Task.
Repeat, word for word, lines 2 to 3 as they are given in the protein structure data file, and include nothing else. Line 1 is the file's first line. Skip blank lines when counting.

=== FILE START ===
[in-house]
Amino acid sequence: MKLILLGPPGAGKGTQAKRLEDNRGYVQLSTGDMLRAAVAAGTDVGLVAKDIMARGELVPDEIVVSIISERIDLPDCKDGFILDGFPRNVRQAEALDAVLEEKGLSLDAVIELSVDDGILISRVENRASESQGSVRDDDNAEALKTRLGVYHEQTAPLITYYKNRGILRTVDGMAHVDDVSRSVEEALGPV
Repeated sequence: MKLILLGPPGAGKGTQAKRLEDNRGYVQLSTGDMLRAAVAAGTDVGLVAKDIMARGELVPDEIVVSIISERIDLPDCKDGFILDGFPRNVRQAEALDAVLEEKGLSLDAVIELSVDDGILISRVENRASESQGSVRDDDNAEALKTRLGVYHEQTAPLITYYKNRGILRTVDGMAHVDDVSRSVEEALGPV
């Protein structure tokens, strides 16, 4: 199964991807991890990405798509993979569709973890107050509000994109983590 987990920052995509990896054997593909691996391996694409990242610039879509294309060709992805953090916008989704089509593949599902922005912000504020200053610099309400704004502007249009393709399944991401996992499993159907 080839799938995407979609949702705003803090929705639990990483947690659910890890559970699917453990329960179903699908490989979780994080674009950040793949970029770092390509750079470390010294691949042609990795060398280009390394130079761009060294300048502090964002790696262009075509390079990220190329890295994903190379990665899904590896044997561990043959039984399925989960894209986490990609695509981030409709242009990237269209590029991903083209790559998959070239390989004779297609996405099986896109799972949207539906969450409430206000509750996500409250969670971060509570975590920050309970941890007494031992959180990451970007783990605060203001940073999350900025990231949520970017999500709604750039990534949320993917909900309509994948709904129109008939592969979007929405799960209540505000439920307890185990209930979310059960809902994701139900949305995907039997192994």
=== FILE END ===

Amino acid sequence: MKLILLGPPGAGKGTQAKRLEDNRGYVQLSTGDMLRAAVAAGTDVGLVAKDIMARGELVPDEIVVSIISERIDLPDCKDGFILDGFPRNVRQAEALDAVLEEKGLSLDAVIELSVDDGILISRVENRASESQGSVRDDDNAEALKTRLGVYHEQTAPLITYYKNRGILRTVDGMAHVDDVSRSVEEALGPV
Repeated sequence: MKLILLGPPGAGKGTQAKRLEDNRGYVQLSTGDMLRAAVAAGTDVGLVAKDIMARGELVPDEIVVSIISERIDLPDCKDGFILDGFPRNVRQAEALDAVLEEKGLSLDAVIELSVDDGILISRVENRASESQGSVRDDDNAEALKTRLGVYHEQTAPLITYYKNRGILRTVDGMAHVDDVSRSVEEALGPV